Why am I discussing this? Because I believe (for myself at least) that this journey, as its unfolding, has had the surprising effect of making me more politically aware. As I explore more about my sexuality, it becomes clear that I don't ever want to go back to living in sexual fear. If we are going to re-start the gay activist "machine", then we need to have a very frank conversation about sexuality, in general and the broader society that exists to repress it. As long as what I do in the privacy of my own bed (or sling) scares the crap out of some people, then there will always be a barrier to the rest of the world.

I agree. Compartmentalizing our sexuality and social outlets, aka 'the party scene' should be avoided at all costs. Every young person deserves the freedom to explore themselves in whatever venue they choose.

Our struggle IS because we congregate and our fight IS because of who we fuck.

However... and this is a big one..

We have been co-opted by major corporations who dictate the dance.

This corporate rule is also taking over our Pride marches which are now called "festivals". We USED to march to state capitals... now we march to penned-in, stridently controlled, corporately owned and operated functions that supress any real political action.

When was the last march on Washington again?

Thank you for this series you are producing. Though it is a microcapsule of the gay community's history, the 20's up through the 50's would be an interesting period (Mataccini Society etc), it's a nice Homo 101 starter.
My partner of 30 years and I have often discussed this very topic. I came out in 1976 and he a couple of years earlier. But we both participated in gay marches that were overwhelming and huge. We did the Disco thing too. The last march we attended was March on Sacramento 1978 where we had 40,000 gay and lesbian marchers in a pouring rain. BUT the impact on the media was irrefutable. We have lost this dynamic and partly it's because, not only AIDS "sidetracking" but also KILLING those early activists. They were the first who passed as we had no meds or treatments of any kind. I remember reading of "GRIDS" in LA in 1981, bringing the articles back to my partner and attending the first symposium on AIDS in Sacramento. AIDS became the next galvanizing force. We started in the first AIDS Foundation in Sacto, I organized the first AIDS bicycle fundraiser in 1983; Sacto to San Francisco.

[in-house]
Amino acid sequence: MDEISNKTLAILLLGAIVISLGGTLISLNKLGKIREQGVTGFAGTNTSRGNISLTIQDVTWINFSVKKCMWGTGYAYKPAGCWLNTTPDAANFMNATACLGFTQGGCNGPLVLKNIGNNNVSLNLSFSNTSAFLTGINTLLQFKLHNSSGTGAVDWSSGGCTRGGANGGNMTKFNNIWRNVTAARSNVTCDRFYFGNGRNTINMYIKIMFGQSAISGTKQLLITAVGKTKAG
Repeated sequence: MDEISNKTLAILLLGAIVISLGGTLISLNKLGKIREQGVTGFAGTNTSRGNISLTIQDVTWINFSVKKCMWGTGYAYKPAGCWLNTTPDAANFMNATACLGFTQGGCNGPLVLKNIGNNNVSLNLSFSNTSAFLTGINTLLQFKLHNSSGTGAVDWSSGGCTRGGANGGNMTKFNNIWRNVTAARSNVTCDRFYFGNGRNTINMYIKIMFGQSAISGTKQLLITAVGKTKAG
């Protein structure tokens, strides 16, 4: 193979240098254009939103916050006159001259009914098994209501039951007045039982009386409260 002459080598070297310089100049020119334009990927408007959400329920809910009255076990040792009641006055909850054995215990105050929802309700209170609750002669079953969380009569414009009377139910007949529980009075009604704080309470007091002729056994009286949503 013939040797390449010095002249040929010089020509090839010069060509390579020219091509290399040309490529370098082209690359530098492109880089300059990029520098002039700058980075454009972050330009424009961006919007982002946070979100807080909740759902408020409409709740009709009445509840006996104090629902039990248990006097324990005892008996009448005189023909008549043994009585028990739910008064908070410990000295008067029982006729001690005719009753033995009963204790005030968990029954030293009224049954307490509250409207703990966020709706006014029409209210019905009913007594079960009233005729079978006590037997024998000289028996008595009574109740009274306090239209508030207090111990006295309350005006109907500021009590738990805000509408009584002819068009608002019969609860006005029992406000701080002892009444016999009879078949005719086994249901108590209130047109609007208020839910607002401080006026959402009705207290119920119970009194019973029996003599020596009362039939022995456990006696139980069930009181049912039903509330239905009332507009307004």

But now we are in better means to cope with HIV, so there IS a new desease that has flared up. Radical right Religion is taking a front seat in the hate campaign. I saw a good number at our recent Pride March and Fair. We harangued and intimidated them. But, we need to get our bodies back out there and start pushing back! To hell with the Christnazis!

Since the first election of Reagan and the corresponding rise of the neo- and proto-fascists disguised as fundamentalist Christians and their passive conspirators, the Democrats, and their active conspirators, the Republicans, human rights has been on a nose-dive into oblivion in the USA. Currently, the fight for full human rights for GLBT folks has taken a back seat to a very heterosexual-appearing agenda: marriage rights and the right to adopt. Meanwhile, gay men, lesbians, bi-, and trans-people are being beaten, murdered, knifed, and booted out of our parents' homes because of the effective demonization and dehumanization propagated by the various fundamentalist religions (Christianity, Judaism, and Islam) all declaring that they speak for a supreme moral being. Seems to me the real enemy is blind faith in the guise of religious ideology.